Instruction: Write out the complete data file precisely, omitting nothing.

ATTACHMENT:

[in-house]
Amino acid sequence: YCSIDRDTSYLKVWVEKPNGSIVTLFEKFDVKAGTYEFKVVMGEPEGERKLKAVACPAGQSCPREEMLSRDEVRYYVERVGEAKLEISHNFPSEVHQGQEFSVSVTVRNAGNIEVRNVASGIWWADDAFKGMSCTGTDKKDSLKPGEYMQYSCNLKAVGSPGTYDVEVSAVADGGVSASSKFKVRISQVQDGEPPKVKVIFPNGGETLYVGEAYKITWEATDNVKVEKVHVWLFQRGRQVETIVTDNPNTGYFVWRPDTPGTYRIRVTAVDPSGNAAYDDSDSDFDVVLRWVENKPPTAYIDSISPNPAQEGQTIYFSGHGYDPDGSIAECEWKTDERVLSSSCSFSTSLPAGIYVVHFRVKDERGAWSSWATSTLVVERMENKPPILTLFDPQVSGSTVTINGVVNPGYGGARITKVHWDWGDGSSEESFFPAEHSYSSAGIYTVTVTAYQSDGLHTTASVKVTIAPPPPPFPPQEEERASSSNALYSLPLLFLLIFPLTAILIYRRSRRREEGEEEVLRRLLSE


[in-house]
Amino acid sequence: YCSIDRDTSYLKVWVEKPNGSIVTLFEKFDVKAGTYEFKVVMGEPEGERKLKAVACPAGQSCPREEMLSRDEVRYYVERVGEAKLEISHNFPSEVHQGQEFSVSVTVRNAGNIEVRNVASGIWWADDAFKGMSCTGTDKKDSLKPGEYMQYSCNLKAVGSPGTYDVEVSAVADGGVSASSKFKVRISQVQDGEPPKVKVIFPNGGETLYVGEAYKITWEATDNVKVEKVHVWLFQRGRQVETIVTDNPNTGYFVWRPDTPGTYRIRVTAVDPSGNAAYDDSDSDFDVVLRWVENKPPTAYIDSISPNPAQEGQTIYFSGHGYDPDGSIAECEWKTDERVLSSSCSFSTSLPAGIYVVHFRVKDERGAWSSWATSTLVVERMENKPPILTLFDPQVSGSTVTINGVVNPGYGGARITKVHWDWGDGSSEESFFPAEHSYSSAGIYTVTVTAYQSDGLHTTASVKVTIAPPPPPFPPQEEERASSSNALYSLPLLFLLIFPLTAILIYRRSRRREEGEEEVLRRLLSE